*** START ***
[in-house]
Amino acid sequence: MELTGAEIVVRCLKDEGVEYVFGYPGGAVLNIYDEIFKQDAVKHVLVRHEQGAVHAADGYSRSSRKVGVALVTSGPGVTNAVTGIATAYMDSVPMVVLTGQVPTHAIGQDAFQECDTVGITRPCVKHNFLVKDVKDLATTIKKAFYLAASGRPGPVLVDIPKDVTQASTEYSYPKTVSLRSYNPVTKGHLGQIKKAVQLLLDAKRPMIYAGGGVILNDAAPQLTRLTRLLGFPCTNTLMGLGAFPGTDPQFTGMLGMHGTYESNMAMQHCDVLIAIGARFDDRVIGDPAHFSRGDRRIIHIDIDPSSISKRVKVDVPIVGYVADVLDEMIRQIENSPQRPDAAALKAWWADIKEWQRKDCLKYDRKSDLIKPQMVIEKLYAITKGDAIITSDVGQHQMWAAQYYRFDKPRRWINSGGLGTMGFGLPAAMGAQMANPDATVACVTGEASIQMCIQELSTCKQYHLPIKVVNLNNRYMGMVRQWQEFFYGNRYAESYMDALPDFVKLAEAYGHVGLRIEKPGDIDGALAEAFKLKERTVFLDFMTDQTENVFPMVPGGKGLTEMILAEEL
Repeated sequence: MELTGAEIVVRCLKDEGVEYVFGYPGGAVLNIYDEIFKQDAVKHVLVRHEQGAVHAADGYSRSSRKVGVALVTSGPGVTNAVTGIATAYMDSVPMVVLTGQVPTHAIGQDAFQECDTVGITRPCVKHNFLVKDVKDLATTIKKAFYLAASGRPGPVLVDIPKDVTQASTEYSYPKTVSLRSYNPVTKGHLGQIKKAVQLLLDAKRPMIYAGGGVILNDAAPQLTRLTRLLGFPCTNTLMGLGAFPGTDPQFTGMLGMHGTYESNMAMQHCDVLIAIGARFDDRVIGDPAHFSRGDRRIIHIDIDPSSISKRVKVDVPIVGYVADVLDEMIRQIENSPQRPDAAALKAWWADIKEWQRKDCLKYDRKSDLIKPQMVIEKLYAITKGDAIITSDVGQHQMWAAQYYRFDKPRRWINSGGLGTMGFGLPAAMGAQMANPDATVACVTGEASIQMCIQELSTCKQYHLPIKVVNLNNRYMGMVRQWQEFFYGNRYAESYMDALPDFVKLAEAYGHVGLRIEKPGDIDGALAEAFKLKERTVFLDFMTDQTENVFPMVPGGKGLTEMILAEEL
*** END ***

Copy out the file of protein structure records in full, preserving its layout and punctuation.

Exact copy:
[in-house]
Amino acid sequence: MELTGAEIVVRCLKDEGVEYVFGYPGGAVLNIYDEIFKQDAVKHVLVRHEQGAVHAADGYSRSSRKVGVALVTSGPGVTNAVTGIATAYMDSVPMVVLTGQVPTHAIGQDAFQECDTVGITRPCVKHNFLVKDVKDLATTIKKAFYLAASGRPGPVLVDIPKDVTQASTEYSYPKTVSLRSYNPVTKGHLGQIKKAVQLLLDAKRPMIYAGGGVILNDAAPQLTRLTRLLGFPCTNTLMGLGAFPGTDPQFTGMLGMHGTYESNMAMQHCDVLIAIGARFDDRVIGDPAHFSRGDRRIIHIDIDPSSISKRVKVDVPIVGYVADVLDEMIRQIENSPQRPDAAALKAWWADIKEWQRKDCLKYDRKSDLIKPQMVIEKLYAITKGDAIITSDVGQHQMWAAQYYRFDKPRRWINSGGLGTMGFGLPAAMGAQMANPDATVACVTGEASIQMCIQELSTCKQYHLPIKVVNLNNRYMGMVRQWQEFFYGNRYAESYMDALPDFVKLAEAYGHVGLRIEKPGDIDGALAEAFKLKERTVFLDFMTDQTENVFPMVPGGKGLTEMILAEEL
Repeated sequence: MELTGAEIVVRCLKDEGVEYVFGYPGGAVLNIYDEIFKQDAVKHVLVRHEQGAVHAADGYSRSSRKVGVALVTSGPGVTNAVTGIATAYMDSVPMVVLTGQVPTHAIGQDAFQECDTVGITRPCVKHNFLVKDVKDLATTIKKAFYLAASGRPGPVLVDIPKDVTQASTEYSYPKTVSLRSYNPVTKGHLGQIKKAVQLLLDAKRPMIYAGGGVILNDAAPQLTRLTRLLGFPCTNTLMGLGAFPGTDPQFTGMLGMHGTYESNMAMQHCDVLIAIGARFDDRVIGDPAHFSRGDRRIIHIDIDPSSISKRVKVDVPIVGYVADVLDEMIRQIENSPQRPDAAALKAWWADIKEWQRKDCLKYDRKSDLIKPQMVIEKLYAITKGDAIITSDVGQHQMWAAQYYRFDKPRRWINSGGLGTMGFGLPAAMGAQMANPDATVACVTGEASIQMCIQELSTCKQYHLPIKVVNLNNRYMGMVRQWQEFFYGNRYAESYMDALPDFVKLAEAYGHVGLRIEKPGDIDGALAEAFKLKERTVFLDFMTDQTENVFPMVPGGKGLTEMILAEEL